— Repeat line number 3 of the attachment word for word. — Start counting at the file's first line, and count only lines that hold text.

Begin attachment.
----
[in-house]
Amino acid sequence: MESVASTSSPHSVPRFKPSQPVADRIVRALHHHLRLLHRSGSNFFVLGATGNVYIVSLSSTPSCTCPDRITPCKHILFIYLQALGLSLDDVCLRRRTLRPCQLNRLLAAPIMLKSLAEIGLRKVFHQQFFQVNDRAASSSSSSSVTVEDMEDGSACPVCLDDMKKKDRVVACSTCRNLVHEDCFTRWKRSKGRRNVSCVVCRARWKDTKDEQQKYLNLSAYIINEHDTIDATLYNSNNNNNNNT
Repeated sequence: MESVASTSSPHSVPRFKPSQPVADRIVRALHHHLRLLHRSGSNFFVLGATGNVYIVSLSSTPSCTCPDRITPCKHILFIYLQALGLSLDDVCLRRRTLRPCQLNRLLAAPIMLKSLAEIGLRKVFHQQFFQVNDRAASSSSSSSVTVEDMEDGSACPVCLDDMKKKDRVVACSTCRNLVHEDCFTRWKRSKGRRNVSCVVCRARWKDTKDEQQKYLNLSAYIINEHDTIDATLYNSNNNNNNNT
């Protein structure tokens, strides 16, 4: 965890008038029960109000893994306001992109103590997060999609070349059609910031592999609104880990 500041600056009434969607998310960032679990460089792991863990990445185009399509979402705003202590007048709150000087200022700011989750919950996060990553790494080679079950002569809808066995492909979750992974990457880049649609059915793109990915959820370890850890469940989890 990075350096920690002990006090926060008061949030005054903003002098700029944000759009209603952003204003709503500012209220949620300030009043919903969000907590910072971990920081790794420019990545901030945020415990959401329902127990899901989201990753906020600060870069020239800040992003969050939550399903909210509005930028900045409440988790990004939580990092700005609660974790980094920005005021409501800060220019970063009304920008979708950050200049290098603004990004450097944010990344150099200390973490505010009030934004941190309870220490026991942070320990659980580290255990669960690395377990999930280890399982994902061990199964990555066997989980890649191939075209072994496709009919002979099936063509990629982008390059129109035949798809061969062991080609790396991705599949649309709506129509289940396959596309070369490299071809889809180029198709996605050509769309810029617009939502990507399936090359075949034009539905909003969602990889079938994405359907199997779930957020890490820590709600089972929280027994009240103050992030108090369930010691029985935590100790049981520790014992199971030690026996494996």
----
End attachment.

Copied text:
Repeated sequence: MESVASTSSPHSVPRFKPSQPVADRIVRALHHHLRLLHRSGSNFFVLGATGNVYIVSLSSTPSCTCPDRITPCKHILFIYLQALGLSLDDVCLRRRTLRPCQLNRLLAAPIMLKSLAEIGLRKVFHQQFFQVNDRAASSSSSSSVTVEDMEDGSACPVCLDDMKKKDRVVACSTCRNLVHEDCFTRWKRSKGRRNVSCVVCRARWKDTKDEQQKYLNLSAYIINEHDTIDATLYNSNNNNNNNT